Climatic Change

, Volume 119, Issue 3–4, pp 905–917 | Cite as

Carbon storage in Chinese terrestrial ecosystems: approaching a more accurate estimate



China is an important region for the global study of carbon because of its vast territory with various climate regimes, diverse ecosystems, and long-term human disturbances and land-use history. Carbon storage in ecosystems in China has been estimated using inventory and modeling methods in the past two decades. However, different methods may result in varied magnitudes and forms of carbon storage. In this study, the current status of carbon storage in terrestrial ecosystems in China, including the impacts of land use, is summarized in the national, regional, and biome scales. Significant differences in data have existed among studies. Such differences are mainly attributed to variations in estimation methods, data availability, and periods. According to available national-scale information on Chinese terrestrial ecosystems, vegetation carbon in China is 6.1 Pg C to 76.2 Pg C (mean 36.98 Pg C) and soil carbon is 43.6 Pg C to 185.7 Pg C (mean 100.75 Pg C). The forest sector has vegetation carbon of 3.26 Pg C to 9.11 Pg C (mean 5.49 Pg C), whereas the grassland sector has 0.13 Pg C to 3.06 Pg C (mean 1.41 Pg C). Soil carbon in the forest and grassland sectors exhibits more significant regional variations. Further studies need a comprehensive methodology, which combines national inventory, field measurement, eddy covariance technique, remote sensing, and model simulation in a single framework, as well as all available data at different temporal and spatial scales, to fully account for the carbon budget in China.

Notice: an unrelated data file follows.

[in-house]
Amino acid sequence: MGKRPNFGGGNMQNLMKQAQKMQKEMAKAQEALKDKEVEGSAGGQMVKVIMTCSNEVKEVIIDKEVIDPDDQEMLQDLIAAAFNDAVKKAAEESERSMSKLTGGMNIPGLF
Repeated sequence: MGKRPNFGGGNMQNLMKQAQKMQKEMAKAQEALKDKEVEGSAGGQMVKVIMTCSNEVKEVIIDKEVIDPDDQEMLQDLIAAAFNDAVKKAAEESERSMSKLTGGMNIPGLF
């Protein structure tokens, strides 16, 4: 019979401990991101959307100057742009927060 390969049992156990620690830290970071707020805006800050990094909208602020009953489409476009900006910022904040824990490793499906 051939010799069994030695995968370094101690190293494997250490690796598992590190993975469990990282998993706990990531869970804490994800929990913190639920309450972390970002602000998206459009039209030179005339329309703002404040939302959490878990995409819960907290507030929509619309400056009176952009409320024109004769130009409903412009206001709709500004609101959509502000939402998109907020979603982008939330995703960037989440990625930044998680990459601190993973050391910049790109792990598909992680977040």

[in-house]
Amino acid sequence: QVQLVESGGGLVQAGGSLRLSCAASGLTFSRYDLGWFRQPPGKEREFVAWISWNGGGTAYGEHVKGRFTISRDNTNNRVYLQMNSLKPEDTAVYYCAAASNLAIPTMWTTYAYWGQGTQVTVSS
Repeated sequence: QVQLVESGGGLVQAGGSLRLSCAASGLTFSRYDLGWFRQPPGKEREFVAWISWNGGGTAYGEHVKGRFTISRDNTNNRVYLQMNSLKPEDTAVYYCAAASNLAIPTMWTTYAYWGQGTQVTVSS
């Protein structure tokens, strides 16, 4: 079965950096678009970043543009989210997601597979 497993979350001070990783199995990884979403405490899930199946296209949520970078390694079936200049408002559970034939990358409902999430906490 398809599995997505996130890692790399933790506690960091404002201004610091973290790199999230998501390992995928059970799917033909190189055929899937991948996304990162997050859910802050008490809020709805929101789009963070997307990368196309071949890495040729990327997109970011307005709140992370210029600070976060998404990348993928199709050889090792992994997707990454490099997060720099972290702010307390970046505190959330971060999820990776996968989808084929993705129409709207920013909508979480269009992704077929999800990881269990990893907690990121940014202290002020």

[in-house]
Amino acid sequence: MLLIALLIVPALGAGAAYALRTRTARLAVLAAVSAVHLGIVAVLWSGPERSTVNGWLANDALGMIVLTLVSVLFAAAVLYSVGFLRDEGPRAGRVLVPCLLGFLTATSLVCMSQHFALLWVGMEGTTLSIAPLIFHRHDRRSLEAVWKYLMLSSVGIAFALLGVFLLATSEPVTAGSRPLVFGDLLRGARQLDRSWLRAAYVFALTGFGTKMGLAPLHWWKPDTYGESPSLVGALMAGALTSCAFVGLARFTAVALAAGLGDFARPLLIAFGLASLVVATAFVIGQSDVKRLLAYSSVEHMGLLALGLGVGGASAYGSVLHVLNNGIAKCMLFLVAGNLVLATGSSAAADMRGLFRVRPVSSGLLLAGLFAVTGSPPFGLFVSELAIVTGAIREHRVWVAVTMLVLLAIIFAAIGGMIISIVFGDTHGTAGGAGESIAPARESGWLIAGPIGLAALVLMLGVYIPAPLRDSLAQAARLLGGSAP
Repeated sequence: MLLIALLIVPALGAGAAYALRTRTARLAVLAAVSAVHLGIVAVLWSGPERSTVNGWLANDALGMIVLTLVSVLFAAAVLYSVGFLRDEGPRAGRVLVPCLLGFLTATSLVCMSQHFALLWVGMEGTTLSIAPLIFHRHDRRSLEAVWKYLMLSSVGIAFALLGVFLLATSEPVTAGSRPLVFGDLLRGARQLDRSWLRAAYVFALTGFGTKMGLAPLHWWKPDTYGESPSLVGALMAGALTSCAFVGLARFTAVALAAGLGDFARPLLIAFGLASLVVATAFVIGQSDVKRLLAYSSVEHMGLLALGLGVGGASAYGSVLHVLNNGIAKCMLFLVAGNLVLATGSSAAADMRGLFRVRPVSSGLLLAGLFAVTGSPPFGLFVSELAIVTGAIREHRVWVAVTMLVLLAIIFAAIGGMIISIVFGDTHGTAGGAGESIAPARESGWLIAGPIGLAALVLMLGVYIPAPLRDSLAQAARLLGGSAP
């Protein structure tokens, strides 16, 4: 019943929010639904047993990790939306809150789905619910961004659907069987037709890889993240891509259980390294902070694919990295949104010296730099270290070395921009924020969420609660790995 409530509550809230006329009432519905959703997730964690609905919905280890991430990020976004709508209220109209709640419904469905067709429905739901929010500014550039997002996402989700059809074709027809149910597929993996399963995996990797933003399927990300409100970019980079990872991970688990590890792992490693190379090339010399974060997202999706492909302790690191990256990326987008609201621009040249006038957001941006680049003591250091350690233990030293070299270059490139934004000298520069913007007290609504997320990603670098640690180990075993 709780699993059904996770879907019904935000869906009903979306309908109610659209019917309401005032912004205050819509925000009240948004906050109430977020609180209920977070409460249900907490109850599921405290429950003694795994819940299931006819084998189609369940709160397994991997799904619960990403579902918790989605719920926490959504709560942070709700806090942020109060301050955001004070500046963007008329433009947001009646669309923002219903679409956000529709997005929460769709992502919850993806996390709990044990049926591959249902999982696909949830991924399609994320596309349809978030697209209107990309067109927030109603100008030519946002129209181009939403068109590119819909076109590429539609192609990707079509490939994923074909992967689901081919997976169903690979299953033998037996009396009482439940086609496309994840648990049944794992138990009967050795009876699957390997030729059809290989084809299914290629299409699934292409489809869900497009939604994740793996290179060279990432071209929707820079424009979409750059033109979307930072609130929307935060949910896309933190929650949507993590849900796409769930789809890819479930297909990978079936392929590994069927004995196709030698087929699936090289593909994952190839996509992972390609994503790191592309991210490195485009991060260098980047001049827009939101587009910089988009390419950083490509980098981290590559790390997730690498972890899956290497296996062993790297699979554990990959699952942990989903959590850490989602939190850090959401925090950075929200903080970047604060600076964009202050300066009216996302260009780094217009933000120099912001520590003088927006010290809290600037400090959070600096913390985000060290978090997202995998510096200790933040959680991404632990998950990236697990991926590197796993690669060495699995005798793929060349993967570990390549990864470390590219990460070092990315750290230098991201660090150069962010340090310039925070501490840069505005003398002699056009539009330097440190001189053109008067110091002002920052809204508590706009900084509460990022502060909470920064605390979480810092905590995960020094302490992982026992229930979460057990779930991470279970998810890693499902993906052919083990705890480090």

Soil Organic Carbon Soil Carbon Carbon Storage Carbon Budget Carbon Density 
These keywords were added by machine and not by the authors. This process is experimental and the keywords may be updated as the learning algorithm improves.



This research was funded by the National Basic Research Program of China (2013CB956704) and the Hundred Talents Program of the Chinese Academy of Sciences. The author is thankful to Professor Jingyun Fang and the three reviewers for their helpful comments on the early version of this manuscript.


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© Springer Science+Business Media Dordrecht 2013

Authors and Affiliations

  1. 1.State Key Laboratory of Environmental Geochemistry, Institute of GeochemistryChinese Academy of SciencesGuiyangChina

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